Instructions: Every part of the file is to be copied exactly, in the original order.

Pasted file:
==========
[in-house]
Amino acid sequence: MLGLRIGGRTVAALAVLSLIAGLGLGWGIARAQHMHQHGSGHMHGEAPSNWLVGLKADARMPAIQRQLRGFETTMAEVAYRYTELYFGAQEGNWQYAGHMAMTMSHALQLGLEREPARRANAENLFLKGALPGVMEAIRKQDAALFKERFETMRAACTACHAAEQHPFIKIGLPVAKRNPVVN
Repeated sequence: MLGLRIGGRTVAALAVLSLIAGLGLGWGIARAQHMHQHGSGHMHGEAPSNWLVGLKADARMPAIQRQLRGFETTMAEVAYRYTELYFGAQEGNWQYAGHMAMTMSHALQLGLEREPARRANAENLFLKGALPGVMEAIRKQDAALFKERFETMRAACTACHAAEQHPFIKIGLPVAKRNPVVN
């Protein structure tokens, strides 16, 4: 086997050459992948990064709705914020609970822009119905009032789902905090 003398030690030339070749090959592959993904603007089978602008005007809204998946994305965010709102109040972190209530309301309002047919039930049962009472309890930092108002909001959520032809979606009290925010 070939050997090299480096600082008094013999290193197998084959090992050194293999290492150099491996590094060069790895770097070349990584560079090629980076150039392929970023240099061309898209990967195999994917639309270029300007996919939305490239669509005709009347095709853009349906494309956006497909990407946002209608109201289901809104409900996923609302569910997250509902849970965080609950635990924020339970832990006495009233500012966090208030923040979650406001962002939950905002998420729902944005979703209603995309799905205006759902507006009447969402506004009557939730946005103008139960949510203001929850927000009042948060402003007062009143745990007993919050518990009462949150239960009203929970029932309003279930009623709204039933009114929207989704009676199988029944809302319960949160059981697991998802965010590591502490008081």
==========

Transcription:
[in-house]
Amino acid sequence: MLGLRIGGRTVAALAVLSLIAGLGLGWGIARAQHMHQHGSGHMHGEAPSNWLVGLKADARMPAIQRQLRGFETTMAEVAYRYTELYFGAQEGNWQYAGHMAMTMSHALQLGLEREPARRANAENLFLKGALPGVMEAIRKQDAALFKERFETMRAACTACHAAEQHPFIKIGLPVAKRNPVVN
Repeated sequence: MLGLRIGGRTVAALAVLSLIAGLGLGWGIARAQHMHQHGSGHMHGEAPSNWLVGLKADARMPAIQRQLRGFETTMAEVAYRYTELYFGAQEGNWQYAGHMAMTMSHALQLGLEREPARRANAENLFLKGALPGVMEAIRKQDAALFKERFETMRAACTACHAAEQHPFIKIGLPVAKRNPVVN
């Protein structure tokens, strides 16, 4: 086997050459992948990064709705914020609970822009119905009032789902905090 003398030690030339070749090959592959993904603007089978602008005007809204998946994305965010709102109040972190209530309301309002047919039930049962009472309890930092108002909001959520032809979606009290925010 070939050997090299480096600082008094013999290193197998084959090992050194293999290492150099491996590094060069790895770097070349990584560079090629980076150039392929970023240099061309898209990967195999994917639309270029300007996919939305490239669509005709009347095709853009349906494309956006497909990407946002209608109201289901809104409900996923609302569910997250509902849970965080609950635990924020339970832990006495009233500012966090208030923040979650406001962002939950905002998420729902944005979703209603995309799905205006759902507006009447969402506004009557939730946005103008139960949510203001929850927000009042948060402003007062009143745990007993919050518990009462949150239960009203929970029932309003279930009623709204039933009114929207989704009676199988029944809302319960949160059981697991998802965010590591502490008081």